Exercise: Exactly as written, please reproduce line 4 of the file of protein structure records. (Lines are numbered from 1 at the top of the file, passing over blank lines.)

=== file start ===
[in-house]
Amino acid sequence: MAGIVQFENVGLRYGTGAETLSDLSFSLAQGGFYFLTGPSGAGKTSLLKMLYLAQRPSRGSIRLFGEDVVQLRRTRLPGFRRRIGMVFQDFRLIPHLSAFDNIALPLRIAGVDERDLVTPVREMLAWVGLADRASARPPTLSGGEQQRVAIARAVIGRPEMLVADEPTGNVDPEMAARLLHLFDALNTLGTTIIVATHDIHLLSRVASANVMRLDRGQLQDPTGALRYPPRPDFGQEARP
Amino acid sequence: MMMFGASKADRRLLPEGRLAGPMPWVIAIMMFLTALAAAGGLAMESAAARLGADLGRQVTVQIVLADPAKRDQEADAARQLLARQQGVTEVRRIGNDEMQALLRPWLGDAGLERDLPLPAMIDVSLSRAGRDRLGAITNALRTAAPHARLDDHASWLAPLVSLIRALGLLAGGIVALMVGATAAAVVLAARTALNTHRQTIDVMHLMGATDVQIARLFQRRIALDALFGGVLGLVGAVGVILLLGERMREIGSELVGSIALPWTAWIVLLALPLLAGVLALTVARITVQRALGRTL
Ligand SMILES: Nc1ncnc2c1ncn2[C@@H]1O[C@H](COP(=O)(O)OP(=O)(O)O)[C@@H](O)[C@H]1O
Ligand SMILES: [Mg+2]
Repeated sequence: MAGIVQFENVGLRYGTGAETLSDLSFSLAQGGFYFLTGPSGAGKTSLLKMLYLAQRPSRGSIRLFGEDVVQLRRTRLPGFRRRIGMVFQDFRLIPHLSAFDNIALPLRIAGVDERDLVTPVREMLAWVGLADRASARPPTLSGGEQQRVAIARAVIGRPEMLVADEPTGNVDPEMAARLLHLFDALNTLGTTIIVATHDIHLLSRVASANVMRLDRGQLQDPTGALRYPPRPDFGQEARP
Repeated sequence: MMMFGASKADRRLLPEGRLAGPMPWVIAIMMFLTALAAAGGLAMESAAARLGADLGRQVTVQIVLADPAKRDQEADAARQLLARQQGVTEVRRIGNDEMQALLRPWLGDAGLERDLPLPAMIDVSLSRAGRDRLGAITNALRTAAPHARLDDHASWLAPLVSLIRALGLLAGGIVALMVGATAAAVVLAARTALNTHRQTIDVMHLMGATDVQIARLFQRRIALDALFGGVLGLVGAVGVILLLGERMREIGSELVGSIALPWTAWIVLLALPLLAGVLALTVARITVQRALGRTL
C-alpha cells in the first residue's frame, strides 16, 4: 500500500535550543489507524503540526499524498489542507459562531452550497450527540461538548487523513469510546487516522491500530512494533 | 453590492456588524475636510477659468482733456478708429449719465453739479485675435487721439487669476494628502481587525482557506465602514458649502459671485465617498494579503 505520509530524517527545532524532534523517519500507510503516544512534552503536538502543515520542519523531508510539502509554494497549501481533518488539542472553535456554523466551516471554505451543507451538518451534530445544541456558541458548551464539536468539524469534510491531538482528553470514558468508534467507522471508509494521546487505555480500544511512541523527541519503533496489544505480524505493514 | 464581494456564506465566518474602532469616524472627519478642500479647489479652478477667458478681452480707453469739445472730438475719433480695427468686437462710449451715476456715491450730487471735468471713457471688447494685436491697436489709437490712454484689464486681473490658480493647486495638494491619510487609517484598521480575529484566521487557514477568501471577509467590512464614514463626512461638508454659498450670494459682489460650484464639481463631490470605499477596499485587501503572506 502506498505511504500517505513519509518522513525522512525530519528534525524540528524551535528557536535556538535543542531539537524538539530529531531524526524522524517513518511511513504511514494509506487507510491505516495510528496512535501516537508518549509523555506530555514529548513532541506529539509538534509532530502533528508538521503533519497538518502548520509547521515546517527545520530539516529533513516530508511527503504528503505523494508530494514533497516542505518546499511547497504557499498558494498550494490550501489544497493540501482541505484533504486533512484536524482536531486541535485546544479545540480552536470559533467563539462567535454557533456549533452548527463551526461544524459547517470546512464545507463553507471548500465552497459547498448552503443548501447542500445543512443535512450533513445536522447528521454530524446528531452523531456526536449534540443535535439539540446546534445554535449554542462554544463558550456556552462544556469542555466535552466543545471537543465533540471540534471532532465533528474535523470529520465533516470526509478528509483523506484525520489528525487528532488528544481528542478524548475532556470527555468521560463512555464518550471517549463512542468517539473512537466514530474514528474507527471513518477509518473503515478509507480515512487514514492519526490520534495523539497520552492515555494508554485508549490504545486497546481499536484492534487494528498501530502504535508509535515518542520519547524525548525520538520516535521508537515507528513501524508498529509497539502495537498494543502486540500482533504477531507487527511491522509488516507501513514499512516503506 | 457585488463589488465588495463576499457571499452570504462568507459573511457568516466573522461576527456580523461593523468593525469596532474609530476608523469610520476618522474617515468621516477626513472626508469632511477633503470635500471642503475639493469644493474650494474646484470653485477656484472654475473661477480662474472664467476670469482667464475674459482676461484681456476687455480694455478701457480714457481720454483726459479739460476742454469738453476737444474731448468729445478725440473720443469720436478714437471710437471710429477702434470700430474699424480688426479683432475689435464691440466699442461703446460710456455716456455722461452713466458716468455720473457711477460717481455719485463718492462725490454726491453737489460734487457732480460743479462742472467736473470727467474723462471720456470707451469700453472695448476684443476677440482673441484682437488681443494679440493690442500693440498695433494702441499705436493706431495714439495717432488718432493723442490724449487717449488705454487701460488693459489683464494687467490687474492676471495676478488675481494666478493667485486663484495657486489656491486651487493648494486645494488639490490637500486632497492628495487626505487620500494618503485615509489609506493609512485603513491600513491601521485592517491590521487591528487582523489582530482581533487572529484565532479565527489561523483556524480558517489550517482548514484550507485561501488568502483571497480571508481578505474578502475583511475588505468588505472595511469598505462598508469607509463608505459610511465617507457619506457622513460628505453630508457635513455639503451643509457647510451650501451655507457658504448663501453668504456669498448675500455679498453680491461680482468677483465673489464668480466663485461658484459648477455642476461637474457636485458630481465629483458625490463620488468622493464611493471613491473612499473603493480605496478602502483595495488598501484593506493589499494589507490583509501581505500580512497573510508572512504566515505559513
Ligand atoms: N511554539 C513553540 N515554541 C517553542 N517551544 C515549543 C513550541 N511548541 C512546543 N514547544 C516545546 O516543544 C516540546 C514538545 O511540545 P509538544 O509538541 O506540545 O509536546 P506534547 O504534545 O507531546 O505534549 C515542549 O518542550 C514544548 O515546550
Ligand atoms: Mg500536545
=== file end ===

Ligand SMILES: Nc1ncnc2c1ncn2[C@@H]1O[C@H](COP(=O)(O)OP(=O)(O)O)[C@@H](O)[C@H]1O